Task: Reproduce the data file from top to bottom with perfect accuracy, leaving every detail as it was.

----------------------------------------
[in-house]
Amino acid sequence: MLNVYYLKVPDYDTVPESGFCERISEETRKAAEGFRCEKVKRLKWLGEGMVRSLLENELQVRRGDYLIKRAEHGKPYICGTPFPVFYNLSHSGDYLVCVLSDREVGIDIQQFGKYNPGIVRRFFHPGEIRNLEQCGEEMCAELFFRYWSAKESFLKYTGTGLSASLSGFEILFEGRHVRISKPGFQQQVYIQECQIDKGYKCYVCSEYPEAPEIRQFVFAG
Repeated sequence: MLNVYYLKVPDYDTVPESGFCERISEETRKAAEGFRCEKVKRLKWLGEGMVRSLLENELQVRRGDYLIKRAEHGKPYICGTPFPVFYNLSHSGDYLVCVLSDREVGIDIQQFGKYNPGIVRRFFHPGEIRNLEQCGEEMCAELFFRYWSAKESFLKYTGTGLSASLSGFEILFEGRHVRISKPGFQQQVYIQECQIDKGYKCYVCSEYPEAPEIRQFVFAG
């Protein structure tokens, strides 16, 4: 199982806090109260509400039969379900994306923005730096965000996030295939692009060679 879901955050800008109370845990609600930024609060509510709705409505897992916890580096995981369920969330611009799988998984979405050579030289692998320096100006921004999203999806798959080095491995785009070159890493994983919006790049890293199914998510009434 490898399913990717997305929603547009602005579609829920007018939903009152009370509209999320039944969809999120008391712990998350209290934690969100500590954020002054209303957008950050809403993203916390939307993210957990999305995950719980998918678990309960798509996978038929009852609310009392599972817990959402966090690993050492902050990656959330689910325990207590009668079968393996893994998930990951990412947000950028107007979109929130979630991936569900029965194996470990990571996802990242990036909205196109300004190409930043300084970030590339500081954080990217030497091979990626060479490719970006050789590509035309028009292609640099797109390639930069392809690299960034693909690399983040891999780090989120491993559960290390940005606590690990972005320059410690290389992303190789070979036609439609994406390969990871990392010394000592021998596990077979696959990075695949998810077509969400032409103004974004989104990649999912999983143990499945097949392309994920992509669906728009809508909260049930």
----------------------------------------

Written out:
[in-house]
Amino acid sequence: MLNVYYLKVPDYDTVPESGFCERISEETRKAAEGFRCEKVKRLKWLGEGMVRSLLENELQVRRGDYLIKRAEHGKPYICGTPFPVFYNLSHSGDYLVCVLSDREVGIDIQQFGKYNPGIVRRFFHPGEIRNLEQCGEEMCAELFFRYWSAKESFLKYTGTGLSASLSGFEILFEGRHVRISKPGFQQQVYIQECQIDKGYKCYVCSEYPEAPEIRQFVFAG
Repeated sequence: MLNVYYLKVPDYDTVPESGFCERISEETRKAAEGFRCEKVKRLKWLGEGMVRSLLENELQVRRGDYLIKRAEHGKPYICGTPFPVFYNLSHSGDYLVCVLSDREVGIDIQQFGKYNPGIVRRFFHPGEIRNLEQCGEEMCAELFFRYWSAKESFLKYTGTGLSASLSGFEILFEGRHVRISKPGFQQQVYIQECQIDKGYKCYVCSEYPEAPEIRQFVFAG
């Protein structure tokens, strides 16, 4: 199982806090109260509400039969379900994306923005730096965000996030295939692009060679 879901955050800008109370845990609600930024609060509510709705409505897992916890580096995981369920969330611009799988998984979405050579030289692998320096100006921004999203999806798959080095491995785009070159890493994983919006790049890293199914998510009434 490898399913990717997305929603547009602005579609829920007018939903009152009370509209999320039944969809999120008391712990998350209290934690969100500590954020002054209303957008950050809403993203916390939307993210957990999305995950719980998918678990309960798509996978038929009852609310009392599972817990959402966090690993050492902050990656959330689910325990207590009668079968393996893994998930990951990412947000950028107007979109929130979630991936569900029965194996470990990571996802990242990036909205196109300004190409930043300084970030590339500081954080990217030497091979990626060479490719970006050789590509035309028009292609640099797109390639930069392809690299960034693909690399983040891999780090989120491993559960290390940005606590690990972005320059410690290389992303190789070979036609439609994406390969990871990392010394000592021998596990077979696959990075695949998810077509969400032409103004974004989104990649999912999983143990499945097949392309994920992509669906728009809508909260049930």